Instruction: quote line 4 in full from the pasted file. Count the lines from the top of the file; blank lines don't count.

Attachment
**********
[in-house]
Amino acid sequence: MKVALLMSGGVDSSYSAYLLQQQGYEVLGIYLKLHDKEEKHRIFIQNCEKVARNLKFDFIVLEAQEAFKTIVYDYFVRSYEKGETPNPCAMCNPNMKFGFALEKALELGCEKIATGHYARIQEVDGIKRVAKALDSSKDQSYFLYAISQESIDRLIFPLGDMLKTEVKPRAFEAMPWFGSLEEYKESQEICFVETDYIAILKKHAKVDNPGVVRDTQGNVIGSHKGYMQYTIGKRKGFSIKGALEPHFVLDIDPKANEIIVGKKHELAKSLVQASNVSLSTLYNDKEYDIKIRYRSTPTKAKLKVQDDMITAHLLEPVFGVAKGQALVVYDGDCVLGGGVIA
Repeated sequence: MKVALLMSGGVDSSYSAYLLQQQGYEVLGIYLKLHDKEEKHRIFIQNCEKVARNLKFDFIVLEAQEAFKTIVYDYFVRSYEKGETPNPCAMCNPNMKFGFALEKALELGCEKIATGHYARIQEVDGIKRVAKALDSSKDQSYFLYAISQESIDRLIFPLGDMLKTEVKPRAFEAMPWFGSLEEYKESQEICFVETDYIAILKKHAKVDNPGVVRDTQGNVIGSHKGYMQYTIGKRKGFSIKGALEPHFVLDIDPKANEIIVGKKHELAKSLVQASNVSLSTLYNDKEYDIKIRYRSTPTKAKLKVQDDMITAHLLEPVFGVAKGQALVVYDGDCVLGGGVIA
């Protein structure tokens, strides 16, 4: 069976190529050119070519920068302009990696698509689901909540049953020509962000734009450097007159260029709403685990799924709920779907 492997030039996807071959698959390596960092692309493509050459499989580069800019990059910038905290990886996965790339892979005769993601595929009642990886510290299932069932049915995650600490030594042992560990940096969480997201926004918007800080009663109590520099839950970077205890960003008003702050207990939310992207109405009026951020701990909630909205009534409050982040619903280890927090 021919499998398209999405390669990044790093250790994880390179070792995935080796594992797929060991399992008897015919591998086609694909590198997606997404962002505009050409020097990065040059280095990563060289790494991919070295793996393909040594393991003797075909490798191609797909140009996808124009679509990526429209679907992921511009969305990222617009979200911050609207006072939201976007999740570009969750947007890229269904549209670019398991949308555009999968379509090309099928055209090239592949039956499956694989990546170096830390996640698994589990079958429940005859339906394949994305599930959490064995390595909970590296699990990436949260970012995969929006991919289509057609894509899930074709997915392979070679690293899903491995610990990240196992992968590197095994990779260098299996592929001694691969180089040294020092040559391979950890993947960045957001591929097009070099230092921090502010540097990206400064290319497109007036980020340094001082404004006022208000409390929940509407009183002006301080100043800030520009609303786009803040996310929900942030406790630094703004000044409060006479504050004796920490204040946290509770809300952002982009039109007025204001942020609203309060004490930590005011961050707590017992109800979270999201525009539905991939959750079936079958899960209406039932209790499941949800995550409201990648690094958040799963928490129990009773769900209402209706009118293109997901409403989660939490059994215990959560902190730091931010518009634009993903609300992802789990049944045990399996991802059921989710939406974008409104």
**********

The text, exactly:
């Protein structure tokens, strides 16, 4: 069976190529050119070519920068302009990696698509689901909540049953020509962000734009450097007159260029709403685990799924709920779907 492997030039996807071959698959390596960092692309493509050459499989580069800019990059910038905290990886996965790339892979005769993601595929009642990886510290299932069932049915995650600490030594042992560990940096969480997201926004918007800080009663109590520099839950970077205890960003008003702050207990939310992207109405009026951020701990909630909205009534409050982040619903280890927090 021919499998398209999405390669990044790093250790994880390179070792995935080796594992797929060991399992008897015919591998086609694909590198997606997404962002505009050409020097990065040059280095990563060289790494991919070295793996393909040594393991003797075909490798191609797909140009996808124009679509990526429209679907992921511009969305990222617009979200911050609207006072939201976007999740570009969750947007890229269904549209670019398991949308555009999968379509090309099928055209090239592949039956499956694989990546170096830390996640698994589990079958429940005859339906394949994305599930959490064995390595909970590296699990990436949260970012995969929006991919289509057609894509899930074709997915392979070679690293899903491995610990990240196992992968590197095994990779260098299996592929001694691969180089040294020092040559391979950890993947960045957001591929097009070099230092921090502010540097990206400064290319497109007036980020340094001082404004006022208000409390929940509407009183002006301080100043800030520009609303786009803040996310929900942030406790630094703004000044409060006479504050004796920490204040946290509770809300952002982009039109007025204001942020609203309060004490930590005011961050707590017992109800979270999201525009539905991939959750079936079958899960209406039932209790499941949800995550409201990648690094958040799963928490129990009773769900209402209706009118293109997901409403989660939490059994215990959560902190730091931010518009634009993903609300992802789990049944045990399996991802059921989710939406974008409104």